Tax Reform May Destabilize High Yield Debt Markets

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Includes: JNK, KMB, SHLD
by: Sovereign Investment Insight

Summary

Tax reform limits interest deduction based on firm leverage.

In theory this prevents firms from benefiting from additional debt leverage.

An unintended consequence is struggling firms lose the interest deduction right when they need it most.

Introduction

The Tax Reform Bill that seems all but certain to be passed includes a provision that is designed to curtail the use of debt to boost Shareholder Returns.

Currently, interest is deductible as an expense while dividends are not, so for many firms, it is accretive on a cash flow basis to borrow money to buy back stock.

For example, a large cap like Kimberly Clark (KMB) with a 3.2% dividend yield can borrow for 10 years at around 3.6%, but net of a tax deduction assumed to be 25%, the interest cost is only 2.7%. So every dollar of stock repurchased with 10 year debt would save 0.9% of cash flow annually.

This is a perverse since adding additional debt is encouraged since it benefits shareholders, but leaves the firm more leveraged and more risky which is undesirable systematically.

The Unintended Consequence

The actual provision limits deductibility of interest up to 30% of something called "Gross EBITDA" per the house version of the bill, which is very similar to EBITDA, because it is a proxy for pre tax income excluding all non cash items and before interest deduction.

So for interest to be deductible the following must be true.

Interest/Pre tax income < 30%

Any interest in excess of that threshold is not deductible.

In theory this works well since a firm that is near the 30% threshold is likely employing relatively high leverage so this discourages them from borrowing more which increases their risk of bankruptcy.

The issue arrives when a firm's interest leverage ratio exceeds that 30% threshold unintentionally when it falls on hard times.

For example, say a retailer, as many are struggling now, had $1B of sales, Cost of Sales is 70% of sales and it has $250M of fixed expenses (things such as rent that cannot be changed in the short term), and no other expenses.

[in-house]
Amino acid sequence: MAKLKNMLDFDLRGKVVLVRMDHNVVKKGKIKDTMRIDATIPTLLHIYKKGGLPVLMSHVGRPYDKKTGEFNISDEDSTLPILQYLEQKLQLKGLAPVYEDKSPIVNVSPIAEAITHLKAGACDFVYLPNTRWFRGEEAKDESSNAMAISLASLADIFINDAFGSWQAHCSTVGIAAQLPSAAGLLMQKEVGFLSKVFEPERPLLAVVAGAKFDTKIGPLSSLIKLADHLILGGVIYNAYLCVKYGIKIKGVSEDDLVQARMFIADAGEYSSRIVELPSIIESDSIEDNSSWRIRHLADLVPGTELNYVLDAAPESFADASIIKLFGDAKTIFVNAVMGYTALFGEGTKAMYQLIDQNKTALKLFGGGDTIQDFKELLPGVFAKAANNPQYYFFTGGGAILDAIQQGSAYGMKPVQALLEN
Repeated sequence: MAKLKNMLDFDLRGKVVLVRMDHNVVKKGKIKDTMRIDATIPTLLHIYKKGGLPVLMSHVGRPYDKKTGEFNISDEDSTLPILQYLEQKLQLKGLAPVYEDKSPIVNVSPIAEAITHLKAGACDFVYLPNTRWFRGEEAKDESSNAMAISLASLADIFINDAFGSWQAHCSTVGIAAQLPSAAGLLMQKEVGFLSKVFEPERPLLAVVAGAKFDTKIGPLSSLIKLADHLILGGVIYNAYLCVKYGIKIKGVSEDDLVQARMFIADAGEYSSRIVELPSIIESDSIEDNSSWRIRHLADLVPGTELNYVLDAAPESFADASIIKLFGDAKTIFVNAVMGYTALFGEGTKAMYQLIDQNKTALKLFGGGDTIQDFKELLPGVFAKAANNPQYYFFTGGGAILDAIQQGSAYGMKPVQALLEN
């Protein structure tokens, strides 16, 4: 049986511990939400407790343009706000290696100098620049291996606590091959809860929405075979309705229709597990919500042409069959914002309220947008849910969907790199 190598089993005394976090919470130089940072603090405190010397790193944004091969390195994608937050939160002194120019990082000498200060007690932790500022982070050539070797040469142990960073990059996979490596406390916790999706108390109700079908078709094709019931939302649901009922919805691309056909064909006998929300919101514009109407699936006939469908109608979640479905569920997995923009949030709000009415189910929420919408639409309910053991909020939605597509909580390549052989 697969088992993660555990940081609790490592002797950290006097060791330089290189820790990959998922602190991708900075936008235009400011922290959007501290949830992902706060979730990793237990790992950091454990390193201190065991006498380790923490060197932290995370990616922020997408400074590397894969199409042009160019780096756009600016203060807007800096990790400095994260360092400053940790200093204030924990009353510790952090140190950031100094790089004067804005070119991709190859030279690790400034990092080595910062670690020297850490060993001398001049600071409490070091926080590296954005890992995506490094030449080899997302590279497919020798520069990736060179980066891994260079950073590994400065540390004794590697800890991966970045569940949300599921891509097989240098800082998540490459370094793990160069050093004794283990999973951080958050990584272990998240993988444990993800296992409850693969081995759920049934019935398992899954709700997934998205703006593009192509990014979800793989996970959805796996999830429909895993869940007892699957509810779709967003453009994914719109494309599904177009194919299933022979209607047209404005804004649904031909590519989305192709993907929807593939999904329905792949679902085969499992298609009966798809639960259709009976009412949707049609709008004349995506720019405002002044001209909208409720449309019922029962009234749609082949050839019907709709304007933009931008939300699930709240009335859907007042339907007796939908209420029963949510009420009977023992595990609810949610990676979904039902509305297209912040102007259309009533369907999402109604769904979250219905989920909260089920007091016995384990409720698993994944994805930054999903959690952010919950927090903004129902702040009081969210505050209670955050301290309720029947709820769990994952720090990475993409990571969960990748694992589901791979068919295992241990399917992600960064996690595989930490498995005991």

It has $500M of debt outstanding at a 5% average interest rate for an interest cost of $25M.

Assume no non-cash expenses for simplicity and since the new provision excludes these from interest ratio calculation.

This firm currently is profitable as it has the following:

Sales $1B

Cost of Sales $700M (assume cost of sales is always 70% of sales)

Fixed expense $200M

Gross EBITDA: $100M

Interest: $25M

Taxable income is $75M

Tax @20% is $15M

Net income after tax: $60M

The interest here is 25% of Gross EBITDA income so it can be fully deductible.

Now let's say this retailer is struggling because of Amazon disrupting the industry. Its sales drop 15%, which is not unheard of for a struggling retailer. Sears Holding Corp's (SHLD) sales have dropped much more than that from 2013-2015, for example.

Now its sales are

$850M

The rest of is presented below, with expenses subtracted in Red.

From Excel

In this situation the company is penalized by having $8.5M of interest no longer deductible because it is struggling. That costs the firm $1.7M in additional taxes right when it saw its Gross EBITDA already plunge 45% from $100M to $55M.

Also, the effect of stripping interest deduction is often compounded by credit market reactions. As this firm's Gross EBITDA income plunges 45% from $100M to $55M in this example, it likely would receive a credit downgrade which would increase its interest expense going forward, thus increasing the burden from losing the interest deduction on additional interest. So the interest expense in this example may be understated which possibly understates the negative impact of this proposal. To clarify, if the company here gets a credit downgrade, and over time its interest expense grows from $25M as investors are more wary of lending the company money, then the impact of the limitation of interest deductibility will growth further, at the exact time the firm is struggling most.

Conclusion

The tax reform provision has good intentions of reducing the benefit of additional leverage by limiting tax deductibility of interest.

However, the provision has unintended consequence by hurting firms that are struggling by removing the interest deduction at times when they need it most--when their solvency is in question.

The fact that the provision would hurt struggling firms, likely only impacts firms with a junk rating and makes it more likely they may default on debts. In my opinion this proposal may be harmful and unnecessary since the market already discourages excessive leverage via credit rating agencies. Firms that are over leveraged get assigned worse credit ratings, which increase the cost of the associated debt which is a deterrent in itself.

This proposal just creates an additional penalty to these struggling firms which compounds the financial hurt they suffer in adverse times which increases probability of a default.

This may well lead to more volatility in ETF's such as SPDR Bloomberg Barclays High Yield Bond ETF (JNK)

Additional Disclosure: The information contained in this article is an opinion and constitutes neither actionable investment advice nor a recommendation to trade any security.

Disclosure: I/we have no positions in any stocks mentioned, and no plans to initiate any positions within the next 72 hours.

I wrote this article myself, and it expresses my own opinions. I am not receiving compensation for it (other than from Seeking Alpha). I have no business relationship with any company whose stock is mentioned in this article.